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Home / Science / Mount St Helens: How the volcano shook itself after the earthquake | Science | news

Mount St Helens: How the volcano shook itself after the earthquake | Science | news



On May 18, 1980, Mount St. Helens broke out in Washington state. The event, which measured in the Volcanic Explosively Index 5, has been described as the most catastrophic in modern US history. A huge column of volcanic material rose 80,000 feet into the atmosphere and dumped ashes in 11 states, killing at least 57 people and causing more than 770 million pounds of damage.

The volcano, an active stratovolcano, had not done so since becoming a threat in the forties and fifties.

However, Amazon Prime's "The Fire Below Us" documentary revealed how a series of small earthquakes indicated that Magma had moved down again.

The following was unveiled in the 1

995 series: "The siren song of Mount St Helens began on March 20.

"He shook himself off in a 4.1 magnitude earthquake.

" For the next 29 days, the mountain continued to tremble with hundreds of trembling.

"The frequency peaked on March 25 with 22 significant earthquakes over a period of eight hours.

"In response to the growing threat, the forestry service began evacuating personnel and set up the first restricted zones, warning residents of the dangers of earthquake-related avalanches."

The Documentary It then became known how the earthquakes became more frequent and a second crater was opened.

It added: "On March 27, a burst of steam and ash opened a new crater on the top of the mountain and Washington's backyard volcano made its new debut.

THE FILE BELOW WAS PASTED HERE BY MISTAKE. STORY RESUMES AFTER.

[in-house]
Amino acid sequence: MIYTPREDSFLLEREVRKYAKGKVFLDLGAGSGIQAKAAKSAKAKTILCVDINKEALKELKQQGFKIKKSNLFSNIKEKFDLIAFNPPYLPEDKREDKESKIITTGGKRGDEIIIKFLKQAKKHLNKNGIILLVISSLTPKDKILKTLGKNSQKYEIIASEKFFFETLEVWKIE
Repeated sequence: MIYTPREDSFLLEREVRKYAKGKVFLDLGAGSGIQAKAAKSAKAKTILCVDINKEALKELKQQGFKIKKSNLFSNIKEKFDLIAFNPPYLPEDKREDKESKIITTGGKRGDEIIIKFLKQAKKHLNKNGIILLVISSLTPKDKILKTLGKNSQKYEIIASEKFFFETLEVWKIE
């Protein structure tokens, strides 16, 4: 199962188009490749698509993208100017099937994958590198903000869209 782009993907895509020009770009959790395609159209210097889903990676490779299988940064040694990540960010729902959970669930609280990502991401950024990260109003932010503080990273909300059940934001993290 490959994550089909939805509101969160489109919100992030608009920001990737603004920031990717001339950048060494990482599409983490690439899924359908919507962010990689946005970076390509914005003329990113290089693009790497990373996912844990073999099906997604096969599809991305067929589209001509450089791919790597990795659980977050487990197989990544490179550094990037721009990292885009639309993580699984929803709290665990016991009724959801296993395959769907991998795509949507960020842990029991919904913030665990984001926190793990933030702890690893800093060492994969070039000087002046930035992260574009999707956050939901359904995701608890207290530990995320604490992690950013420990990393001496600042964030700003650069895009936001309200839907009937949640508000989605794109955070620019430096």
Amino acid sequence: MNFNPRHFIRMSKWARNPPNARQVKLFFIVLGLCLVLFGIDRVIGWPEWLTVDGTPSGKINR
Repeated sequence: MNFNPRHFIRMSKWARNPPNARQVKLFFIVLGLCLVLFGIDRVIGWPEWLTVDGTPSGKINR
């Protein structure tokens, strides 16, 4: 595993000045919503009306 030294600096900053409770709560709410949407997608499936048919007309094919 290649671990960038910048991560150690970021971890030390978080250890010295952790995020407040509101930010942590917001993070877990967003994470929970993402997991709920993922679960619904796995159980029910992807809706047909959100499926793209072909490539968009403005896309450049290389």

"A few days later, a second, larger crater formed next to the first one.

"Then the terrible discovery – the north side of St. Helens – had deformed and created a 200-foot-high bulge that was growing at an incredible speed of five feet a day. "

Only two months later, on May 18, a significant activity occurred.

At 8:32 am, a 5.1 magnitude earthquake was centered directly below the north slope trigger. The landslide, the largest in history, moved 110 to 155 miles an hour across the west arm of Spirit Lake.

The landslide exposed the magma of Dacit in St. Helens & # 39; s neck to much lower pressure, causing the gas filled, partially molten rock and high pressure steam above it to break out for a few seconds after the landslide began.

The resulting explosion led the pyroclastic flow of very hot volcanic gases, ash and pumice, formed from new lava laterally, while the powdered old rock enclosed the ground, crossed the moving avalanche and spread outward, leaving a total of about 240 square miles of forest were devastated.

The huge ash cloud sent to the sky from the northern foot of St. Helens was visible in the surrounding areas.

The lateral overburden explosion, laden with volcanic debris, caused devastation up to 30 km from the volcano.


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